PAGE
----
Take action now
Objections should be made to: firstname.lastname@example.org I advise you to reference the sites you are commenting on. You should include your name and address in any objection, as this makes your objection more specific, and is requested as part of the consultation.
Deadline date set by Bradford Council for comments is 24th March 2021
Bradford Council are currently consulting the public on their Housing Strategy for the next 15 years.
For all of us in Riddlesden and East Morton, this could result in a Housing Strategy being adopted which results in up to 198 houses being developed in our community, 146 of which are on current green belt designation.
It is my strong view that our green belt land should not be considered for development at all as part of Bradford Councils proposals and it is deeply frustrating that they have put forward proposals on this basis.
Building on Green Belt land is in contravention to the Government’s aims and objectives. The fundamental aim of the Government’s Green Belt policy is to prevent urban sprawl by keeping land permanently open. The Government’s policy on protection for the Green Belt is set out in chapter 13 of the National Planning Policy Framework (NPPF), which clearly states the importance of Green Belt land and emphasises that when protecting the Green Belt, local authorities should maximise the use of suitable brownfield sites before considering changes to Green Belt boundaries.
The NPPF demands that there should be “exceptional circumstances” before Green Belt boundaries can be changed and states that inappropriate development is harmful to the Green Belt and should be approved only in “very special circumstances”.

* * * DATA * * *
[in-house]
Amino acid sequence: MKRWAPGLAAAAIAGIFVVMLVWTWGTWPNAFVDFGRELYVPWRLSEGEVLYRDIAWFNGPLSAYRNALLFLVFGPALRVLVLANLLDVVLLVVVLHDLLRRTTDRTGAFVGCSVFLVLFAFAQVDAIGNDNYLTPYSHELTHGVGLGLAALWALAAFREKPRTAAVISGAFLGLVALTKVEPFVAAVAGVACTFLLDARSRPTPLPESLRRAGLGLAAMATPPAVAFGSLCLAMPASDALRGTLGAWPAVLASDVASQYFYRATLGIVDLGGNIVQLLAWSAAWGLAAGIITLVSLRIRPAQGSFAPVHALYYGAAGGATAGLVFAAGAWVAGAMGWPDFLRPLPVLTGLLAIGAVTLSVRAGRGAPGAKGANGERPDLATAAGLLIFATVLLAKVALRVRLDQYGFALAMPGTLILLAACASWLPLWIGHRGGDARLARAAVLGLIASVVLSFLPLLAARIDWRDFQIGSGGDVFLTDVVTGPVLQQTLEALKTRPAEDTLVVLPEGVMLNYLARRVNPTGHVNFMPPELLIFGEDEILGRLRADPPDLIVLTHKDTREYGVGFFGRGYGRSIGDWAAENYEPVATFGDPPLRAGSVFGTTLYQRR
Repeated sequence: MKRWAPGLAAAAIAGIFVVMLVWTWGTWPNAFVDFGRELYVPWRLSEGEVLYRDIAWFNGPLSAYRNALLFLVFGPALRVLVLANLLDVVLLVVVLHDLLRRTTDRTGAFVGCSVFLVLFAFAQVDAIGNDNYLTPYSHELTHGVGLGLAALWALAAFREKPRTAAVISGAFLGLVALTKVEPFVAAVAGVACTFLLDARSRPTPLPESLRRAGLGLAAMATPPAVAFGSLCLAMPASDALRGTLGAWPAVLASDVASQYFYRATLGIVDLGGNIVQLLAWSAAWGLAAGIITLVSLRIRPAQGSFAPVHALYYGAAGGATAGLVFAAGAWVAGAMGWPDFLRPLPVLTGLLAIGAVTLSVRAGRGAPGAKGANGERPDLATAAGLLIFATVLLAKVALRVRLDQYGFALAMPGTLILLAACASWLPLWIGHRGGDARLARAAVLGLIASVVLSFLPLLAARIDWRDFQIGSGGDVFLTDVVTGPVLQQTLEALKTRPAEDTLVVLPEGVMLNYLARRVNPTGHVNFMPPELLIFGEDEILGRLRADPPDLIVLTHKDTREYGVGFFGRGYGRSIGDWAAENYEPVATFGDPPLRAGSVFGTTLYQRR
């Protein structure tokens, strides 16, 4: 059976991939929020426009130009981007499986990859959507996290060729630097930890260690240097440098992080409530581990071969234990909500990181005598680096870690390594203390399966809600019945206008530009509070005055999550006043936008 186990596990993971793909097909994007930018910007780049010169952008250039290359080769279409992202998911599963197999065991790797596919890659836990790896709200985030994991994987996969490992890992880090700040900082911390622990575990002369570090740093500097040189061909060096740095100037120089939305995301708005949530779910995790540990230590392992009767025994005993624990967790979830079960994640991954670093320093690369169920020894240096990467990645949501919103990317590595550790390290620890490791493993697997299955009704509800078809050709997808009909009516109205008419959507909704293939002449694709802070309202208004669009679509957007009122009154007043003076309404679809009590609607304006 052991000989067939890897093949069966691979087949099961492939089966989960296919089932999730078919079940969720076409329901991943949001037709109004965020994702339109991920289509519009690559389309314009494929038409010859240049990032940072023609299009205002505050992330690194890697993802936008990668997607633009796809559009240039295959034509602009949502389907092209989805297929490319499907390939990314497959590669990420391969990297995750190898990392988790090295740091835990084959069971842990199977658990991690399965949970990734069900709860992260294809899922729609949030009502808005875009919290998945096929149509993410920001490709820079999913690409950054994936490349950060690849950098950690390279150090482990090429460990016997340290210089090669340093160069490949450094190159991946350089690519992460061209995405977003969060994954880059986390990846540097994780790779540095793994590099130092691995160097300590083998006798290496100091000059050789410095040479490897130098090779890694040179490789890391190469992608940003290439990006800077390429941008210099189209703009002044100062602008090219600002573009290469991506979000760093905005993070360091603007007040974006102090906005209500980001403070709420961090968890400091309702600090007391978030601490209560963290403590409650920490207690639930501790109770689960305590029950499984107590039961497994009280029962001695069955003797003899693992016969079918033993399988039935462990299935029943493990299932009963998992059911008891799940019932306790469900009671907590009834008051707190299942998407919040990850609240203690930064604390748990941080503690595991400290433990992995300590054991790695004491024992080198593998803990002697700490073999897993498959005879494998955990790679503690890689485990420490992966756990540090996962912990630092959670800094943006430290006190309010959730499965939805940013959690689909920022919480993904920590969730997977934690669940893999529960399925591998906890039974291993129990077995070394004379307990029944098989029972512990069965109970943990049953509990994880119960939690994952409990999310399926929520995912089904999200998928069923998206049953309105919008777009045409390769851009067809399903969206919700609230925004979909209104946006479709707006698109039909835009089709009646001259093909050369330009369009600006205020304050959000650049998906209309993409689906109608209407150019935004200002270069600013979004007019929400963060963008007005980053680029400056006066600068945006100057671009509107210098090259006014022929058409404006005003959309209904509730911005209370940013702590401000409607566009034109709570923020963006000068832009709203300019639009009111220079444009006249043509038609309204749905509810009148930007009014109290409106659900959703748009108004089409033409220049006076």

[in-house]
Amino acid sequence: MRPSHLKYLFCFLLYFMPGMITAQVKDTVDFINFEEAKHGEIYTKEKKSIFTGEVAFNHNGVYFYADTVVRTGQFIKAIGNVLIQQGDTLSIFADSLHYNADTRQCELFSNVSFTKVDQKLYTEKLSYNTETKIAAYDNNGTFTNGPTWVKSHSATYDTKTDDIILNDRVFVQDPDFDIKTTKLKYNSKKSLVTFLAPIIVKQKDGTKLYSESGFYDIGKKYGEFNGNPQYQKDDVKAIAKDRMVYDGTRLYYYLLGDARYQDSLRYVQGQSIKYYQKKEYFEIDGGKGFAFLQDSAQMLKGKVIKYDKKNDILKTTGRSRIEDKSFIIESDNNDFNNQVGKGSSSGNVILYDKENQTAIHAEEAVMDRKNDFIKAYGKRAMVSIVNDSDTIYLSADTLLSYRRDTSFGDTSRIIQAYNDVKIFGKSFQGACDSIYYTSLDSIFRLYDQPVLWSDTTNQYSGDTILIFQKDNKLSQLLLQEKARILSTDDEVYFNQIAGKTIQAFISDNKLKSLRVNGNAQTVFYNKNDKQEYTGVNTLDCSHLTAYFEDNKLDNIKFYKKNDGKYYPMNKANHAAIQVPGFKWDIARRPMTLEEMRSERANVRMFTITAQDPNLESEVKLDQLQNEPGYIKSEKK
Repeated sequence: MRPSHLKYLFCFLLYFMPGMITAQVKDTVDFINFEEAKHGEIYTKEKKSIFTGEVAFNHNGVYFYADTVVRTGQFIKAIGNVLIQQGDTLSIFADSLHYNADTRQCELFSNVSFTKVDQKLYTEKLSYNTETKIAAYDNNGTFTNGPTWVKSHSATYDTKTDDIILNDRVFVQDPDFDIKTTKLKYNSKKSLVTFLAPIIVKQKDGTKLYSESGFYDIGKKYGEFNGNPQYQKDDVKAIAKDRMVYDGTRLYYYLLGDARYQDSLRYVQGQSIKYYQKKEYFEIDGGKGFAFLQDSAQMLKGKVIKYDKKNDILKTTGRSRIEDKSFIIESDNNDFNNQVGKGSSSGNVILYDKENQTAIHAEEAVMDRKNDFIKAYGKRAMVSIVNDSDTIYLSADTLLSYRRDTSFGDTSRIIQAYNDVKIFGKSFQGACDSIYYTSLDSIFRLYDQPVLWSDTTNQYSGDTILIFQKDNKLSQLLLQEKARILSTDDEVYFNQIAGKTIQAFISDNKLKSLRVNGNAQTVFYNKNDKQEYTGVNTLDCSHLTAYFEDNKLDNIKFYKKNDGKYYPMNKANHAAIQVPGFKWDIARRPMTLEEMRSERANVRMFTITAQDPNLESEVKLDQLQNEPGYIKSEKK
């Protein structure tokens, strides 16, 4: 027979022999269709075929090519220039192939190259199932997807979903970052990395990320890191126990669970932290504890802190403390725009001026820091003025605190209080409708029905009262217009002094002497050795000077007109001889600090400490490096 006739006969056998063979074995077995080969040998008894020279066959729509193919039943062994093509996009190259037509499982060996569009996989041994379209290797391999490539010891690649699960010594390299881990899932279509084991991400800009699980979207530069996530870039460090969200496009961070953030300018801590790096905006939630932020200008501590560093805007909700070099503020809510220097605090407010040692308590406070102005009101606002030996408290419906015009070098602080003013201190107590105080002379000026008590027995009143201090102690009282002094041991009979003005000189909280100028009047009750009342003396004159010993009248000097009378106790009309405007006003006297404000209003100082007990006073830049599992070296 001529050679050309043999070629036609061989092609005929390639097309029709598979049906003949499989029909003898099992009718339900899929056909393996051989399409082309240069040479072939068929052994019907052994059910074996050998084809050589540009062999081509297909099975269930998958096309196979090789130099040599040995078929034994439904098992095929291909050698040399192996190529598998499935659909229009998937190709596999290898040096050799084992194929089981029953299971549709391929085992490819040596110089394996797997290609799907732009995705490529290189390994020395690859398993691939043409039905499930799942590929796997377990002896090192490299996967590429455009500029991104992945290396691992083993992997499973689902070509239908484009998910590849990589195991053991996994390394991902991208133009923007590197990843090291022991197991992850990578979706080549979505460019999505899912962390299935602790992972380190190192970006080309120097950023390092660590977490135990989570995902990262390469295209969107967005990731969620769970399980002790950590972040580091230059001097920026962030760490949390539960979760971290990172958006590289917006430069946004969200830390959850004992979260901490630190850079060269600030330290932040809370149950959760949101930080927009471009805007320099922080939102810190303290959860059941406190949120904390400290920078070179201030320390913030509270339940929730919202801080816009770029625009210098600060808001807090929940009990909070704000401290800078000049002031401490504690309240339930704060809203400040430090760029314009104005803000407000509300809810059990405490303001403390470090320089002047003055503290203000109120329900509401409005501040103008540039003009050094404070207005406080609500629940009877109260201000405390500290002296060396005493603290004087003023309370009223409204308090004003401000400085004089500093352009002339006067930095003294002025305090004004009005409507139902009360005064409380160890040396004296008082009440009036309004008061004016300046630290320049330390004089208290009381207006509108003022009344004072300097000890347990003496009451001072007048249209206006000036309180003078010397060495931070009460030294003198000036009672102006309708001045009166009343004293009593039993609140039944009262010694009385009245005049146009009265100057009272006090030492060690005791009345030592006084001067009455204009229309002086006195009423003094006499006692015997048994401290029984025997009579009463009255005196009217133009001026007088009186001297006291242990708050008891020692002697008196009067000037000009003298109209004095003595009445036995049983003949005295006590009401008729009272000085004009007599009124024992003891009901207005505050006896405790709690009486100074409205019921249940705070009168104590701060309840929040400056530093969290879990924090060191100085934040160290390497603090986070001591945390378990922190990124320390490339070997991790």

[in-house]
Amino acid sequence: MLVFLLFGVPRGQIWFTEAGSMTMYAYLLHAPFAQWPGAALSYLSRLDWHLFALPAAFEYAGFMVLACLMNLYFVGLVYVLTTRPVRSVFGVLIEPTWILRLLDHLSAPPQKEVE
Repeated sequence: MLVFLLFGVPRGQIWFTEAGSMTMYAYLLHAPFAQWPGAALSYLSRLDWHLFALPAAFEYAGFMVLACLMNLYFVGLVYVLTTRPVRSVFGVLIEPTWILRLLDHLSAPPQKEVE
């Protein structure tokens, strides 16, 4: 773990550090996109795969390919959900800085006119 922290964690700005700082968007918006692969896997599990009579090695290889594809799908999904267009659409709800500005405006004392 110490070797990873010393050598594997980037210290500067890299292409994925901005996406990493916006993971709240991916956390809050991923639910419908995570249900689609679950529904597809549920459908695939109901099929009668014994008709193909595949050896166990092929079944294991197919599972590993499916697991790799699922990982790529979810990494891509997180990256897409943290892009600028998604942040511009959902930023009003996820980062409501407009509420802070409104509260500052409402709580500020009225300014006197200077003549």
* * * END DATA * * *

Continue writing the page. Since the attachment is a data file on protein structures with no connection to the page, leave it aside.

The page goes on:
It is my own personal view that green belt land should be protected from any development.
With this in mind, I do not believe Bradford Council has provided within their consultation documents sufficient justification which provides “exceptional circumstances” for why these green belt sites should be considered or detailed what the “very special circumstances” are for releasing these sites from Green Belt protection.
The NPPF goes on to state that “before concluding that exceptional circumstances exist to justify changes to Green Belt boundaries, the strategic policy-making authority (which is Bradford Council) should be able to demonstrate that it has examined fully all other reasonable options for meeting its identified need for development”.
The NPPF highlights that the Local Authority must identify a housing need requirement for a particular settlement, so that housing growth numbers can be justified. I don’t believe this has been explored sufficiently enough. I have seen no evidence which stipulates that Riddlesden and East Morton’s housing need for the next 15 year period warrants releasing land for up to 198 houses to be developed. Likewise, I haven’t seen any justification that demonstrates that all other possible options have been considered which warrants our green belt being developed on in the two settlements.